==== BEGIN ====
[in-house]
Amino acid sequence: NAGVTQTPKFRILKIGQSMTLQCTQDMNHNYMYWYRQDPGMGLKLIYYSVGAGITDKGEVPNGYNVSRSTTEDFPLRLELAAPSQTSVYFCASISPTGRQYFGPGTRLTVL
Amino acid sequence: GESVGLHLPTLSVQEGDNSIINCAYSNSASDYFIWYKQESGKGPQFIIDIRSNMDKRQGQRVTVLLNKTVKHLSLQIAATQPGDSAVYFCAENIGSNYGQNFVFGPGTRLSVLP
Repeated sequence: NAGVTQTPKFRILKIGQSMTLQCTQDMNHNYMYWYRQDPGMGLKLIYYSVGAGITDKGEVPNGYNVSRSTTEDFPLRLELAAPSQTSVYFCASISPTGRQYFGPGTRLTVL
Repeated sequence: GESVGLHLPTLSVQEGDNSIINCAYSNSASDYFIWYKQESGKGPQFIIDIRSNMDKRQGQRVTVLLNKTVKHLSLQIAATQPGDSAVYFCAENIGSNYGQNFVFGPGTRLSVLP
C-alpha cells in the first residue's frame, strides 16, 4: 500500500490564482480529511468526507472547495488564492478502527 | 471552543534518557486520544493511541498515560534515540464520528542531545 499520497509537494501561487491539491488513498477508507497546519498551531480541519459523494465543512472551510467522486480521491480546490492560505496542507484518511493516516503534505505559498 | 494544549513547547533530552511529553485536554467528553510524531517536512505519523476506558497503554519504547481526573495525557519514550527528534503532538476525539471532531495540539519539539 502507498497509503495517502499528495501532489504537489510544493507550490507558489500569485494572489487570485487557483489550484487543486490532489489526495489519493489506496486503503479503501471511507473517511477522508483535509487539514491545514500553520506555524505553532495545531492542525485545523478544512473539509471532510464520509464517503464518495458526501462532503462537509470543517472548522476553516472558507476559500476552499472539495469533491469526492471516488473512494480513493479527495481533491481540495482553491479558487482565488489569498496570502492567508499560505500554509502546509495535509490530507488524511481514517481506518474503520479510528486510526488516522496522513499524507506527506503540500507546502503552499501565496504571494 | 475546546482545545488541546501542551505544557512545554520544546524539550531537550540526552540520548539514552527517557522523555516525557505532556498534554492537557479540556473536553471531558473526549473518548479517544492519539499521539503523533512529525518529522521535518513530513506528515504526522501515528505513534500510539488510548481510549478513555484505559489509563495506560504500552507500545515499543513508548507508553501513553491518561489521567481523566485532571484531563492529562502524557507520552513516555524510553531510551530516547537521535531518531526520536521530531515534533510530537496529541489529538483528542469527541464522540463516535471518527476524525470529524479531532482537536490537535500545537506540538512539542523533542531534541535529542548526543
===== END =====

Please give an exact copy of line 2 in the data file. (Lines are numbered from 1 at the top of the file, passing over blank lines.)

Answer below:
Amino acid sequence: NAGVTQTPKFRILKIGQSMTLQCTQDMNHNYMYWYRQDPGMGLKLIYYSVGAGITDKGEVPNGYNVSRSTTEDFPLRLELAAPSQTSVYFCASISPTGRQYFGPGTRLTVL